Three great stories we found on the internet this week.

Legal aid

As RTBC has reported, Philadelphia received praise in recent years for its Eviction Prevention Program, which mediates tenant-landlord disputes. Now, another effort to keep people in their homes has proven successful enough for the city to expand it to more neighborhoods: The Right to Counsel initiative gives free legal help to low-income renters facing eviction, on the premise that having an attorney can mean the difference between losing or keeping one’s home. 

“Often when tenants are not represented, they’re less likely to show up to court either through a sense of hopelessness or just not understanding the significance of the proceedings. And when they show up to court, they often just enter into whatever agreement feels most expedient or feels like they are going to be able to keep their home,” an attorney told WHYY.

Right to Counsel’s free lawyers often help tenants work out a payment plan for back rent, or just get a little more time before having to move. During the trial phase, 38 percent of participants had representation in court, compared with a citywide rate of about 20 percent. 

Read more at WHYY

Test drive

Denverites can soon rent themselves an EV experience. Rental car company Hertz will make more than 5,000 electric vehicles available to rent in the city with a “try-before-you-buy” marketing angle. 

Non-gas-guzzling automobiles are seen as critical to reducing the greenhouse gas emissions that contribute to climate change. But while EV sales almost doubled from 2021 to 2022 in the US, they still only accounted for about five percent of all car purchases. The Hertz-Denver collaboration is being touted as a way to encourage more drivers to go electric.   

Hertz will also install dozens of public chargers around Denver and provide the city with GPS data on where the rented EVs roam. “Building out our EV charging infrastructure is a key component of our own EV adoption goals as a city, and this data will help inform on where that infrastructure will be needed the most,” a city spokesperson said.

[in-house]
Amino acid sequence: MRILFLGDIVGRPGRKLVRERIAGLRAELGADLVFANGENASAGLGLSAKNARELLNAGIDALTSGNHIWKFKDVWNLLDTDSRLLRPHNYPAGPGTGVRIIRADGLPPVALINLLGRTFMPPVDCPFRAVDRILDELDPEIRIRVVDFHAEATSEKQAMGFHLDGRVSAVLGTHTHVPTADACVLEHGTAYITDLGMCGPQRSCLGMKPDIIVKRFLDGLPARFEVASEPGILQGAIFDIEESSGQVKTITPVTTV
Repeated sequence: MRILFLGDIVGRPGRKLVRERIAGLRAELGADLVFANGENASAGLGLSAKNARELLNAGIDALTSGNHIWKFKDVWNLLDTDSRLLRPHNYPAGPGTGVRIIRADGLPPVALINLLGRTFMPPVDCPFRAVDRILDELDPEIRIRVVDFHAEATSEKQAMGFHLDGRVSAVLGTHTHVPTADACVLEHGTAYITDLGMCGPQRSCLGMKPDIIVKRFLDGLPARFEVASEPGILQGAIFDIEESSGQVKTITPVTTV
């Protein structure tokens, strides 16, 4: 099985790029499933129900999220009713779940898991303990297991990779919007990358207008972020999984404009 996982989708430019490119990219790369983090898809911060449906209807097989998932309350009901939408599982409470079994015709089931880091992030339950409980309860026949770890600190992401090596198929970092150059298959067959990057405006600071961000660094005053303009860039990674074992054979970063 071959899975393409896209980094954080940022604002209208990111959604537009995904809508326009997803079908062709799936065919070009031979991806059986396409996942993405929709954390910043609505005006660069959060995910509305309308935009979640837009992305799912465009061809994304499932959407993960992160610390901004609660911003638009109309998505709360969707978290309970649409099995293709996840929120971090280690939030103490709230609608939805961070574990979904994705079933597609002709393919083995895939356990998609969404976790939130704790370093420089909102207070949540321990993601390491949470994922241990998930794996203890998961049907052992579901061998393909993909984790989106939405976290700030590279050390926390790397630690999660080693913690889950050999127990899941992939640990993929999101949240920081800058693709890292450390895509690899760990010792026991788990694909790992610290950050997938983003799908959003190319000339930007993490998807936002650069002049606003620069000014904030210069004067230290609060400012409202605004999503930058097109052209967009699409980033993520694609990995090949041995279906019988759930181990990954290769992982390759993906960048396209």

In another potential upside, Hertz will hire through the local Youth Employment Program for summer jobs, and support training at one technical high school’s auto certificate program.    

Read more at Bloomberg

By design

The vast majority of American Institute of Architects members today are white, but a few US universities are aiming to diversify the profession by engaging high school students. 

USC A-Lab cohort
USC A-Lab graduation. Credit: Screenshot from USC

At USC’s A-Lab, 11th graders from Los Angeles public schools study with faculty, drawing buildings where they live, making models and visiting architecture firms. The cohorts are typically majority Black and Hispanic. After a field trip to the firm of Ernesto M. Vasquez, who designs affordable housing and mixed-use buildings in underserved communities, one student said she was inspired to follow in his footsteps: “His family didn’t have anything [when he was young]. It made me see I can be like him one day.”

The high school partnership is just one element of USC’s diversity efforts for the architecture school, and they have made some progress. Between 2017 and 2022, the percentage of Black students went from 4.2 percent to 8 percent; the Latino population went from 15.4 percent to 26 percent.

Read more at Palabra